Books, books, books.
1. A Gift of Freedom: How the John T. Olin Foundation Changed America by John J. Miller. A remarkable account of how a foundation with a set of intellectual convictions went about spreading those ideas into society, especially via the academy. Any philanthropist keen on spreading a philosophical idea should read this book.
2. Restless Souls: The Making of American Spirituality by Leigh Eric Schmidt. I was hoping this would shed light on the uniquely American view of spirituality, but it was too dense for me. Too much detailed history. That said, the following six characteristics that she says help define what most Americans mean by “spiritual” I thought was spot on:
1) a yearning for mystical experience or epiphanic awareness; 2) a valuing of silence, solitude, and sustained meditation; 3) a belief in the immanence of the divine in nature and attunement to that presence; 4) a cosmopolitan appreciation of religious variety, along with a search for unity in diversity; 5) an ethical earnestness in pursuit of justice-producing, progressive reforms; 6) an emphasis on self-cultivation, artistic creativity, and adventuresome seeking
3. Wherever You Go, There You Are: Mindfulness Meditation in Everyday Life by Jon Kabat-Zinn. The classic introductory book; full of wise guidance on the nature of meditation and stuffed with practical exercises to get you started. Excellent for uninitiated.
4. Non-Zero: The Logic of Human Destiny by Robert Wright. As a huge Robert Wright fan, it was about time I read Non-Zero, cited by many in the Valley as their favorite book. It’s been a decade since the book came out, and many of the assertions about globalization and greater economic/political integration — and how they drive greater zero-sumness in the world — may seem less profound than on the date of publication. But it remains an excellent introduction to basic game theory and the authoritative framework for thinking about non-zero-sum interactions.
5. Startup Life: Surviving and Thriving in a Relationship with an Entrepreneur by Brad Feld and Amy Batchelor. Brad’s blog posts on work-life-balance are among the most thoughtful you’ll read anywhere. His post last November “Resetting My Priorities” was especially poignant. In his latest book, co-authored with his wife Amy, they detail the full range of strategies they employ to have a happy marriage amidst the chaos of busy entrepreneurial lives. I expect this book will occupy a very important niche that many people will turn to on a downswing. Hopefully an increasing number of entrepreneurs will turn to it proactively at the outset of a relationship. It’s a critical topic I’ll write more about in a later post.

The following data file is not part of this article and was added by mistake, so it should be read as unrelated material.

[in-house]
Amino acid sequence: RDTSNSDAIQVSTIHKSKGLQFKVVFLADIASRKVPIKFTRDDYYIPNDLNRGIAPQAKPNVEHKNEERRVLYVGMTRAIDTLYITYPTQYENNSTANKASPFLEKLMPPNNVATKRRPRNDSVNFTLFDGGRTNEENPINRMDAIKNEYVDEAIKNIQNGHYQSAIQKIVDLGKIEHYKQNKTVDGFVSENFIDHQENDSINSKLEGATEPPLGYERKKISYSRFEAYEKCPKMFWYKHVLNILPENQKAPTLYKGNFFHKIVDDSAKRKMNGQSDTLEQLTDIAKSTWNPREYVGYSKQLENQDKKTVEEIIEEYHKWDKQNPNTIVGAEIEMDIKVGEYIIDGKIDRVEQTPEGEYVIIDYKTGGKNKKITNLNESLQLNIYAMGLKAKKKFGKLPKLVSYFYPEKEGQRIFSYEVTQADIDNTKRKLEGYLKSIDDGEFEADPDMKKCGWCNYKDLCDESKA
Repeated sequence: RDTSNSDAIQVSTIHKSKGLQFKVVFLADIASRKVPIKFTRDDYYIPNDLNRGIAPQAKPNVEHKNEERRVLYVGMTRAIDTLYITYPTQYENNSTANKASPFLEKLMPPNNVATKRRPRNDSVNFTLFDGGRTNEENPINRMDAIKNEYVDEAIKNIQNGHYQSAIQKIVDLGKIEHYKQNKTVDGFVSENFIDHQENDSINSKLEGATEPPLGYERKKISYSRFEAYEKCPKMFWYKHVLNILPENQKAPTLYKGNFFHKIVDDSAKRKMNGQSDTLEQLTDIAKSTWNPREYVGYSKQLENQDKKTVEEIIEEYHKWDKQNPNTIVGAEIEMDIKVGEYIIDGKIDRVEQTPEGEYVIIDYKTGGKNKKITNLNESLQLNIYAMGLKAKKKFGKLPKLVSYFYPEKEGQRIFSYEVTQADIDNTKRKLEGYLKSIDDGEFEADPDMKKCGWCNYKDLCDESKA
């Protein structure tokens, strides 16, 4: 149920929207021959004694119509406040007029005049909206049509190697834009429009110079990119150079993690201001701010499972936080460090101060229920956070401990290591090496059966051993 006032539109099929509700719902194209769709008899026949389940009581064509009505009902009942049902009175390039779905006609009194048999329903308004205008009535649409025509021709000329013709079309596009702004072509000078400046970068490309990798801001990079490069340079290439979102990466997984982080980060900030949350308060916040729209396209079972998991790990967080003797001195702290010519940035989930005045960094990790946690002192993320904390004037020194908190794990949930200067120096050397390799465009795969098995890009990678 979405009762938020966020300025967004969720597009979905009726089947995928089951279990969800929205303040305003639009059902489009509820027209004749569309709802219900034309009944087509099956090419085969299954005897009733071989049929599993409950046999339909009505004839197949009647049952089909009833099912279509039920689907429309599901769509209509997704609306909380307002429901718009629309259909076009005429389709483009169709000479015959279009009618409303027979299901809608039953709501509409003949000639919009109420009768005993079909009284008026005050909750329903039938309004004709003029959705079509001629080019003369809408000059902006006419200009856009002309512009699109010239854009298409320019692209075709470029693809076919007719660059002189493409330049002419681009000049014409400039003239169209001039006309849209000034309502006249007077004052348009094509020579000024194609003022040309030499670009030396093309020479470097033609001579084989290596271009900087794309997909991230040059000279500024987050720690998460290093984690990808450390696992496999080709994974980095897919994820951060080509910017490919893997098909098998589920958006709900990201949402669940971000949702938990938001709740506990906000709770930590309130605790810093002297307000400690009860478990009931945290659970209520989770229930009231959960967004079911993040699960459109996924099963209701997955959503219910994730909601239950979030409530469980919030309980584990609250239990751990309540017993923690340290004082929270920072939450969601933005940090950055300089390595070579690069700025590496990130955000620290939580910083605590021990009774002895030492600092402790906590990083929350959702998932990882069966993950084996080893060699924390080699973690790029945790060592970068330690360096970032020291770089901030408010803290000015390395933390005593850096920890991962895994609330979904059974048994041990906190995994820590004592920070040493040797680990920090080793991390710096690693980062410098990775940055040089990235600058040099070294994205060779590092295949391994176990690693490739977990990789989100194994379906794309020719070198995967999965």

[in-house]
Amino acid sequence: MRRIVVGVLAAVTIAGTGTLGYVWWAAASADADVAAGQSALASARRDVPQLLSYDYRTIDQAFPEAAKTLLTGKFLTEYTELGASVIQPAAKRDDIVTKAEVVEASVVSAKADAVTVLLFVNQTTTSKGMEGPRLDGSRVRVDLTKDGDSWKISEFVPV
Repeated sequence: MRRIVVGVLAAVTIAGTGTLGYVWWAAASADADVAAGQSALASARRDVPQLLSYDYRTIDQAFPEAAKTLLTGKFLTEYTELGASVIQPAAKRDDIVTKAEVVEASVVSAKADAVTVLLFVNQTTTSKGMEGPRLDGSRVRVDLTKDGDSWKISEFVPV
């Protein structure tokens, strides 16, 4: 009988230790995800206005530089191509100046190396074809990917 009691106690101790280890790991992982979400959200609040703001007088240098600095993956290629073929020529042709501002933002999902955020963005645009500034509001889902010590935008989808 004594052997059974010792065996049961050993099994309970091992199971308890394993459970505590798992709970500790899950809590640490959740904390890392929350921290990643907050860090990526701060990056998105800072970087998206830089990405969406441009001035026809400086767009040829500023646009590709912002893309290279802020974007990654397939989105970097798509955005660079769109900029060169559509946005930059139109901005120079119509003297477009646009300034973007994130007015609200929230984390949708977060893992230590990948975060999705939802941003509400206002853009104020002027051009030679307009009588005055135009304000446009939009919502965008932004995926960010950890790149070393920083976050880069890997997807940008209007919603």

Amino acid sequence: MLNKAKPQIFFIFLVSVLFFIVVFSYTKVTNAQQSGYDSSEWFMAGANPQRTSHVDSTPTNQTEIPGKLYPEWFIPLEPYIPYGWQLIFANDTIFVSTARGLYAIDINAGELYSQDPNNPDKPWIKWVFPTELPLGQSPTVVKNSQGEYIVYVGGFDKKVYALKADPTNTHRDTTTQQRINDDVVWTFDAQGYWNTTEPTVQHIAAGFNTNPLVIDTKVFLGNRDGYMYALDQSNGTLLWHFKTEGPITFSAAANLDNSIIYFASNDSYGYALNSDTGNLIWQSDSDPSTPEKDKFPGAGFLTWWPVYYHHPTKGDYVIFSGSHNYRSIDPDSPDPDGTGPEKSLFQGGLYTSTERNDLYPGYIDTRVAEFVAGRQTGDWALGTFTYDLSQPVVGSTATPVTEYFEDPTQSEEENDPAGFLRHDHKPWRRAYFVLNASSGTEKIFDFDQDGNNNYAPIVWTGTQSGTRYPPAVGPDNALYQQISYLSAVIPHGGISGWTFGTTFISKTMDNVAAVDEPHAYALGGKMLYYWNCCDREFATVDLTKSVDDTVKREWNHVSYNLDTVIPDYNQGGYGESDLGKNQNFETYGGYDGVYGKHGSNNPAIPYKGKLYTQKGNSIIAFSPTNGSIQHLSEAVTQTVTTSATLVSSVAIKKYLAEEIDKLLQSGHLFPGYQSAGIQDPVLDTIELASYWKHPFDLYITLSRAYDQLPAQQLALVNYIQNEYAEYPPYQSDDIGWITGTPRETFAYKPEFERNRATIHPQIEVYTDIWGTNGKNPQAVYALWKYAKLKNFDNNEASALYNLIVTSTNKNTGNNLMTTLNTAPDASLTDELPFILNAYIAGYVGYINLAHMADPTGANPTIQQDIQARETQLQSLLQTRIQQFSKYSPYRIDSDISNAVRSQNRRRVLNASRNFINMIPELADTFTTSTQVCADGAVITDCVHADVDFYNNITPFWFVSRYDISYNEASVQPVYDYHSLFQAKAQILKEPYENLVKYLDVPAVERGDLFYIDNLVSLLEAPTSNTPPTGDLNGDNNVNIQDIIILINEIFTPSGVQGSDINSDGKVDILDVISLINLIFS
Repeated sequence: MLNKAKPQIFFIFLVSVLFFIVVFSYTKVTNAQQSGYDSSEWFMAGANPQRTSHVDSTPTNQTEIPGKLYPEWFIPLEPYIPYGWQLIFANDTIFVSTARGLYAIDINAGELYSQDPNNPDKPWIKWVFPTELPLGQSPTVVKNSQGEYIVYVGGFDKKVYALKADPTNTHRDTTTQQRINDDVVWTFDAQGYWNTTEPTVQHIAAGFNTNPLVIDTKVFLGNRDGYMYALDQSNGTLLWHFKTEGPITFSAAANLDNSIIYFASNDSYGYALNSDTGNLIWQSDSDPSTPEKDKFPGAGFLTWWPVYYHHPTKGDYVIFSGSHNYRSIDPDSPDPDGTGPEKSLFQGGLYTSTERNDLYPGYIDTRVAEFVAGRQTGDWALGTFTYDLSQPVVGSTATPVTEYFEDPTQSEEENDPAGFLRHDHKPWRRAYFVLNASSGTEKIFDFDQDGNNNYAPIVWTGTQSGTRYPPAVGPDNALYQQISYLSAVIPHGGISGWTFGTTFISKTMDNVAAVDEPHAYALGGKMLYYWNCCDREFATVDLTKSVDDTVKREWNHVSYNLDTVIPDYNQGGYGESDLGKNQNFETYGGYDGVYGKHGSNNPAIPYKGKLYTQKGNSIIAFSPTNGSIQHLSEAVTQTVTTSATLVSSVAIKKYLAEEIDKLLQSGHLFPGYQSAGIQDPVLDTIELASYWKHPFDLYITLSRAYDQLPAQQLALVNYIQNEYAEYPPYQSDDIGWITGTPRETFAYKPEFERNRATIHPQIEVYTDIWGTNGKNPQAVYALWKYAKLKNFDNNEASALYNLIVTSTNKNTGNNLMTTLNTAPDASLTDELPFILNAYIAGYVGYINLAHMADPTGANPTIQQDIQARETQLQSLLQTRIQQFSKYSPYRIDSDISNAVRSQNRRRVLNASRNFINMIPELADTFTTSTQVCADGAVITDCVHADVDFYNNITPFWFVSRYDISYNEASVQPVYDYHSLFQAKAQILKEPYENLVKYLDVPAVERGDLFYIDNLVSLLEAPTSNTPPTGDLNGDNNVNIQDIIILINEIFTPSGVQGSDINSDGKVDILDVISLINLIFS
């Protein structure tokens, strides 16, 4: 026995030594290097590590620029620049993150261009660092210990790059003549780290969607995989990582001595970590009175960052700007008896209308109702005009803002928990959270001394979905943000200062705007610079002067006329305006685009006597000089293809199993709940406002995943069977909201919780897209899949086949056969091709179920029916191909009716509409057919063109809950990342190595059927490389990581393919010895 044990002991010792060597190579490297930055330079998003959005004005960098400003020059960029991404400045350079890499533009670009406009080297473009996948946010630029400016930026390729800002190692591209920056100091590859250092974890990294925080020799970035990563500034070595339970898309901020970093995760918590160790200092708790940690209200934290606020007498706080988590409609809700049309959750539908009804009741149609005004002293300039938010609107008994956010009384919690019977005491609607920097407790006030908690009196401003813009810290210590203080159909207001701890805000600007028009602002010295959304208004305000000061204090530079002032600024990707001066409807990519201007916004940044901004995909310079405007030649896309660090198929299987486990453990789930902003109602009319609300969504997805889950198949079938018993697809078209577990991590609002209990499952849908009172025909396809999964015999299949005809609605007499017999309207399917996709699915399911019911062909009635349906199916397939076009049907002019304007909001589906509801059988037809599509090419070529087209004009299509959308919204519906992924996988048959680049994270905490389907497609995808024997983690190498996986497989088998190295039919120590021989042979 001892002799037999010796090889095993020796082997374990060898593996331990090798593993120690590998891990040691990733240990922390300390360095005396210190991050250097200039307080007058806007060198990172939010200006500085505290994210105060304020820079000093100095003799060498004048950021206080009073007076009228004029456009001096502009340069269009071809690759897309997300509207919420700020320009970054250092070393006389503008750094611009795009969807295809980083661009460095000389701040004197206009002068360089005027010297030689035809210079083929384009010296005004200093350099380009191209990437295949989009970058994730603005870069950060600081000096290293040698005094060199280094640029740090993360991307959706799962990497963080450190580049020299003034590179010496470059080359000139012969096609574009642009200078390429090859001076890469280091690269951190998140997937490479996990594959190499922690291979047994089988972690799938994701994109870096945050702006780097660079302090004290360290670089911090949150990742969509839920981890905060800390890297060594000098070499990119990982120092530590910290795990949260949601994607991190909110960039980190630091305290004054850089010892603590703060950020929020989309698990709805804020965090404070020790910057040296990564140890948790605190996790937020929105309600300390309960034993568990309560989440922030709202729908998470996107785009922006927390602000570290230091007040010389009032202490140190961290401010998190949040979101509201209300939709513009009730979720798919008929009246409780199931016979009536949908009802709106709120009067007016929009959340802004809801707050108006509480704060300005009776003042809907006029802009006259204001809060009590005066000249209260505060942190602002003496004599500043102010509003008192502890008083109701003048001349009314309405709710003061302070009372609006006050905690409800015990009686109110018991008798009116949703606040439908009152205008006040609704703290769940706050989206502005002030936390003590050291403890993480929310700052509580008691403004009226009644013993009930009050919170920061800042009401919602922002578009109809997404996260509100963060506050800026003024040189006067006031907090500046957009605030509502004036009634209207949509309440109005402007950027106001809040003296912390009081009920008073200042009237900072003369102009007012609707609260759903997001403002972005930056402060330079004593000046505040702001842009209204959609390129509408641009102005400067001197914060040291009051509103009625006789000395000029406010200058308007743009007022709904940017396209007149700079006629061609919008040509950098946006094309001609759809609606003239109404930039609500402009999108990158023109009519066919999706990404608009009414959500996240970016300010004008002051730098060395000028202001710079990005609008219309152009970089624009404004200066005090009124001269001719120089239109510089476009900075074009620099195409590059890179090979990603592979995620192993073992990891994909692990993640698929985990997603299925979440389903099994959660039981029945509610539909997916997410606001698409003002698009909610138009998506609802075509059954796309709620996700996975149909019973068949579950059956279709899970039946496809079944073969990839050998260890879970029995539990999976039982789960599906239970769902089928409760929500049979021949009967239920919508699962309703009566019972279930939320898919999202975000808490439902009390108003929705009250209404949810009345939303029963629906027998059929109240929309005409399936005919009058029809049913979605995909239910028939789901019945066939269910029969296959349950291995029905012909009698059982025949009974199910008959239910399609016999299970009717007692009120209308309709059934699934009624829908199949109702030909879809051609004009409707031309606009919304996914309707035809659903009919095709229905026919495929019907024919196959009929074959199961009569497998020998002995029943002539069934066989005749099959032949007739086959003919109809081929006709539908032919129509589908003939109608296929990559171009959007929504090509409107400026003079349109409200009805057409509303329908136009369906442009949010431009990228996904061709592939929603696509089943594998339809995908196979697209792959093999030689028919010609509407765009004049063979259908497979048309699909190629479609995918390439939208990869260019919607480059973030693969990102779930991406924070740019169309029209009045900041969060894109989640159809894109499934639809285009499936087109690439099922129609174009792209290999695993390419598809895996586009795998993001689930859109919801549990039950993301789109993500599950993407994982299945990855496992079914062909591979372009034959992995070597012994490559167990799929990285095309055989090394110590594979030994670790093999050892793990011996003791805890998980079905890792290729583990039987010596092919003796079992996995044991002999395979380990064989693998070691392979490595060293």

6. Selfish Reasons to Have More Kids: Why Being a Great Parent is Less Work and More Fun Than You Think by Bryan Caplan. Citing twin studies to make a nature over nurture argument, Caplan says parents put too much pressure on themselves by thinking every choice they make will be consequential to their kids’ futures. Relax, he says. Do less work and relish the fact that while the first couple decades of their life are rough from a parenting perspective, you’ll have them around at least as long after that; in their adult years they can be vital companions and caretakers. There are other points he makes, but this is the one that seemed most compelling.
7. Vex, Hex, Smash, Smooch: Let Verbs Power Your Writing by Constance Hale. I picked this up in a bookstore on a whim, and while there are some good writing tips throughout, I made the mistake of thinking I could read it passively versus actively. Hence, by the time I reached the end, none of it had stuck. I’ll have to re-visit it when I’m prepared to try out the tips in real writing in real time.
8. How to Think More About Sex by Alain de Botton. An appealing title and excellent form factor in terms of a smaller physical book. I love de Botton, but I didn’t glean any killer insights out of this one, other than a vigorous head nod at this general point: “A mind originally designed to cope with little more sexually temping than the occasional sight of a tribeswoman across the savannah is rendered helpless when bombarded by continual invitations to participate in erotic scenarios far exceeding any dreamt up by the diseased mind of the Marques de Sade.”